I've read elsewhere that the basis for claims that the English use of "Slovakian" is incorrect draws on analogy to the term "Czech" which lacks a related form such as *"Czechian". Unfortunately, the appeal to analogy falls apart when we take into account pairs such as Croat/Croatian, Slovene/Slovenian and Serb/Serbian which are also used interchangeably to varying degrees like Slovak/Slovakian. It's interesting to note that Slovenes/Slovenians sometimes deprecate the term "Slovenian" as some Slovaks do for "Slovakian".

As far as I can tell, Croats/Croatians and Serbs/Serbians however are not very sensitive to the convention in English.
2 persons have voted this message useful



Euphorion
Hexaglot
Senior Member
Czech Republic
Joined 3697 days ago

106 posts - 147 votes 
Speaks: Slovak*, Czech, EnglishC2, GermanC1, SpanishC2, French

 
 Message 30 of 43
08 May 2010 at 12:07am | IP Logged 
A very useful post, thanks Chung!

Btw: well, "Czechian", God help us! :)
1 person has voted this message useful



Delodephius
Bilingual Tetraglot
Senior Member
Yugoslavia
Joined 3760 days ago

342 posts - 501 votes 
Speaks: Slovak*, Serbo-Croatian*, EnglishC1, Czech
Studies: Russian, Japanese

 
 Message 31 of 43
08 May 2010 at 2:04am | IP Logged 
I always thought Slovakian referred to someone being from Slovakia, while Slovak meant someone who is not necessarily from Slovakia, like me.

However I never use Slovakian for people only for language or something else. Slovaks speaks Slovakian, same way Serbs speak Serbian, Croats speak Croatian, Slovenes speak Slovenian. At least that's my logic.
1 person has voted this message useful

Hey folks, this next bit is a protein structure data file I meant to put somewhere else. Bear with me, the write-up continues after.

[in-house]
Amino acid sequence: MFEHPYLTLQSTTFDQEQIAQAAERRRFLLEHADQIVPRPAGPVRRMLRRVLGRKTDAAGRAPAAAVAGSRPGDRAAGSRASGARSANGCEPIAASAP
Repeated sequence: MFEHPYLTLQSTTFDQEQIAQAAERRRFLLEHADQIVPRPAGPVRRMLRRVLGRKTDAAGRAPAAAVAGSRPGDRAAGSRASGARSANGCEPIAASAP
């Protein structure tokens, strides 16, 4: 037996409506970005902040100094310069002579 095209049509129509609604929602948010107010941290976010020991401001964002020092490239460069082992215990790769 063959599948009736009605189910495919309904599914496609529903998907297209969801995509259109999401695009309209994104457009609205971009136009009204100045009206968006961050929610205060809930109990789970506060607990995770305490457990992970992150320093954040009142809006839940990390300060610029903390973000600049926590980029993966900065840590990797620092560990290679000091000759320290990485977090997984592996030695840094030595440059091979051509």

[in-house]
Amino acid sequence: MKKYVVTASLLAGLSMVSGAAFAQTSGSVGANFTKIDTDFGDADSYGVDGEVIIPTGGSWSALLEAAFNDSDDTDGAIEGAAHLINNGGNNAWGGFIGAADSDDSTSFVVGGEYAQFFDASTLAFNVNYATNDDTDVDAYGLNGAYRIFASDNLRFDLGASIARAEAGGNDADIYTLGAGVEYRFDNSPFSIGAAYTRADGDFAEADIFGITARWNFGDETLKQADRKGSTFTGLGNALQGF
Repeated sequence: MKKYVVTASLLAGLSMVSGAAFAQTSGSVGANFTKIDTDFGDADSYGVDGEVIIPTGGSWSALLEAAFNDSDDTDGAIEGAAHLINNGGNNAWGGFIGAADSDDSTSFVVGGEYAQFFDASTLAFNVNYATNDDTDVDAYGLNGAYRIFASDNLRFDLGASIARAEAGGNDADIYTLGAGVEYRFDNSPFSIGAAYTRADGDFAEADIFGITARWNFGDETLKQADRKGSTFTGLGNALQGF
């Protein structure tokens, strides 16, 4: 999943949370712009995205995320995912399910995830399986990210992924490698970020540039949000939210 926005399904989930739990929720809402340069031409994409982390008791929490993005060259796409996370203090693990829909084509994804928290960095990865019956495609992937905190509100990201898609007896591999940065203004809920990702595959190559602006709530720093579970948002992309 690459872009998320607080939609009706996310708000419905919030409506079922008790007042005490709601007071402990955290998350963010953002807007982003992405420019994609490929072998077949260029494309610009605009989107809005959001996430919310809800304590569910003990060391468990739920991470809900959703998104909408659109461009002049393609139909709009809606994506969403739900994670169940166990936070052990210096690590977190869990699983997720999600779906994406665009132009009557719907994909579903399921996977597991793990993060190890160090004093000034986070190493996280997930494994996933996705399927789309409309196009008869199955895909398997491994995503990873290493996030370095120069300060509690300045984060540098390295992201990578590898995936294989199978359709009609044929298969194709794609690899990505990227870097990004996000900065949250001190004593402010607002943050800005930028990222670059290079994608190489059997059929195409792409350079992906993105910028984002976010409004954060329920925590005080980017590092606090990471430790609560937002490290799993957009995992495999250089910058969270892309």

Delodephius
Bilingual Tetraglot
Senior Member
Yugoslavia
Joined 3760 days ago

342 posts - 501 votes 
Speaks: Slovak*, Serbo-Croatian*, EnglishC1, Czech
Studies: Russian, Japanese

 
 Message 32 of 43
08 May 2010 at 2:05am | IP Logged 
Cherepaha wrote:
Chung wrote:
Cherepaha wrote:
Euphorion wrote:
You shouldnt forget about Slovak - it is said to be a gateway to other Slavic languages, the southest and the eastest of the western Slavic languages, it is very clear and has a relatively simple and modern grammar. Theoretically every Slav would understand Slovak.


Mmm, I'd tried listening to Slavoj Žižek speak in Slovak, I assume, with an intent to understand, as he is so engaging in English (http://blog.vest.si/jansadogblogco/).
Alas, I can only make out individual words and random phrases. So, it is far enough from Russian to be quite opaque for a native Russian speaker.


Ummm... Slavoj Zizek is SLOVENIAN, not Slovak.



I see, okay :). Thanks.


Try this recording:
http://www.omniglot.com/soundfiles/udhr/udhr_sk.mp3

That's actually me talking. :-)


3 persons have voted this message useful